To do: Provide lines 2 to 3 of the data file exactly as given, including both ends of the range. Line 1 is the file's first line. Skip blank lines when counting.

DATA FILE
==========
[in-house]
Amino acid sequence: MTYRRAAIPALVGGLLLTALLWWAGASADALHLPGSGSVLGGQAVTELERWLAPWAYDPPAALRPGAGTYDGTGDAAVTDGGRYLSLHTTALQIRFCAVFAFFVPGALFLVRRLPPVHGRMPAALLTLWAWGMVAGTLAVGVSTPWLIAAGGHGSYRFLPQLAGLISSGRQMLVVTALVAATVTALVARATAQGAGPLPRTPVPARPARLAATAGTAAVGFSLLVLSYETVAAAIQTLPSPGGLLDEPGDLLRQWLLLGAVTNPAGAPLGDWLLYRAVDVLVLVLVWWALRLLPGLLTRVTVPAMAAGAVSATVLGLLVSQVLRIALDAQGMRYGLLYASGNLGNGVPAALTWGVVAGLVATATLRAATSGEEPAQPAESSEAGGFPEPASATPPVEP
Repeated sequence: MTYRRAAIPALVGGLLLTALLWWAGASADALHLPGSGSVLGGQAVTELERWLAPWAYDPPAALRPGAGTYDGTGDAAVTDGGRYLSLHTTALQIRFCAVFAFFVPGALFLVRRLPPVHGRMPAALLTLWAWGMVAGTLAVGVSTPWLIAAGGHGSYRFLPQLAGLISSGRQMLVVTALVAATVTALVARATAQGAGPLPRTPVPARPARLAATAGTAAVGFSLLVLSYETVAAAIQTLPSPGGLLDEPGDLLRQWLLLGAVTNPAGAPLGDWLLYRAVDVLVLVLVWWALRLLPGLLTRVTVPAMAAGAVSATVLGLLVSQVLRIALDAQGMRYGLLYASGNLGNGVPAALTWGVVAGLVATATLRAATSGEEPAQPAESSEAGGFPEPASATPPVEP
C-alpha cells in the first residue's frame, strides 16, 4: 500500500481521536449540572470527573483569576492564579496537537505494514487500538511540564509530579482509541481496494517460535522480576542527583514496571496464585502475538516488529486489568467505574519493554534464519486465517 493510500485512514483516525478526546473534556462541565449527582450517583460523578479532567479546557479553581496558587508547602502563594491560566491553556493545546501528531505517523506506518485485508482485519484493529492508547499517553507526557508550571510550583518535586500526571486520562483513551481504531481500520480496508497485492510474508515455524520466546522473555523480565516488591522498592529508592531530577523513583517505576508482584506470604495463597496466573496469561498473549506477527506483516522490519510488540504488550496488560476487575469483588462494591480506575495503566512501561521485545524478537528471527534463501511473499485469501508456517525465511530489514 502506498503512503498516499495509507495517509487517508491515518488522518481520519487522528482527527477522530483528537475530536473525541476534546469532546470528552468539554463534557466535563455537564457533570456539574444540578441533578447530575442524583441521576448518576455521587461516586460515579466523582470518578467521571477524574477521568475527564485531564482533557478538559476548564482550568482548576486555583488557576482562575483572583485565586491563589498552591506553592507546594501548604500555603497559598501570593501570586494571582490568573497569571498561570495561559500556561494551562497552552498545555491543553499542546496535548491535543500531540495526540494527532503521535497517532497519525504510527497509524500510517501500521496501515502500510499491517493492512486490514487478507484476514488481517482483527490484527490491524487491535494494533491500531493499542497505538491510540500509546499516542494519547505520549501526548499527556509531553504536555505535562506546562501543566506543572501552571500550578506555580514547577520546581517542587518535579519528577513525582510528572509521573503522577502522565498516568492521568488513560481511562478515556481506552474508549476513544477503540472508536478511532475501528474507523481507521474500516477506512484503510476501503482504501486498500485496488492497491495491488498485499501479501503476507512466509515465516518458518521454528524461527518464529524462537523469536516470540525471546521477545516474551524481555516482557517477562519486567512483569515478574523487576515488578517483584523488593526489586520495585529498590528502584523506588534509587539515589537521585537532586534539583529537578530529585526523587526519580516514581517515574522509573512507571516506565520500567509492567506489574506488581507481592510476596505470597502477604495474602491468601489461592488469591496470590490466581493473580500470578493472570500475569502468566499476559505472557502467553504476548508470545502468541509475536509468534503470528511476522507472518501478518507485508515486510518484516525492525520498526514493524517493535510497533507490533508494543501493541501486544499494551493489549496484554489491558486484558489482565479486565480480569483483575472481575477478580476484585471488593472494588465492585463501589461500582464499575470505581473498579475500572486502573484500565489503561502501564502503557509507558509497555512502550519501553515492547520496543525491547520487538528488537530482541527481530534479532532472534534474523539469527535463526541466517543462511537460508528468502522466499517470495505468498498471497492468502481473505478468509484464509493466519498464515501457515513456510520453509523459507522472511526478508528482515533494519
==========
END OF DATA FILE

Amino acid sequence: MTYRRAAIPALVGGLLLTALLWWAGASADALHLPGSGSVLGGQAVTELERWLAPWAYDPPAALRPGAGTYDGTGDAAVTDGGRYLSLHTTALQIRFCAVFAFFVPGALFLVRRLPPVHGRMPAALLTLWAWGMVAGTLAVGVSTPWLIAAGGHGSYRFLPQLAGLISSGRQMLVVTALVAATVTALVARATAQGAGPLPRTPVPARPARLAATAGTAAVGFSLLVLSYETVAAAIQTLPSPGGLLDEPGDLLRQWLLLGAVTNPAGAPLGDWLLYRAVDVLVLVLVWWALRLLPGLLTRVTVPAMAAGAVSATVLGLLVSQVLRIALDAQGMRYGLLYASGNLGNGVPAALTWGVVAGLVATATLRAATSGEEPAQPAESSEAGGFPEPASATPPVEP
Repeated sequence: MTYRRAAIPALVGGLLLTALLWWAGASADALHLPGSGSVLGGQAVTELERWLAPWAYDPPAALRPGAGTYDGTGDAAVTDGGRYLSLHTTALQIRFCAVFAFFVPGALFLVRRLPPVHGRMPAALLTLWAWGMVAGTLAVGVSTPWLIAAGGHGSYRFLPQLAGLISSGRQMLVVTALVAATVTALVARATAQGAGPLPRTPVPARPARLAATAGTAAVGFSLLVLSYETVAAAIQTLPSPGGLLDEPGDLLRQWLLLGAVTNPAGAPLGDWLLYRAVDVLVLVLVWWALRLLPGLLTRVTVPAMAAGAVSATVLGLLVSQVLRIALDAQGMRYGLLYASGNLGNGVPAALTWGVVAGLVATATLRAATSGEEPAQPAESSEAGGFPEPASATPPVEP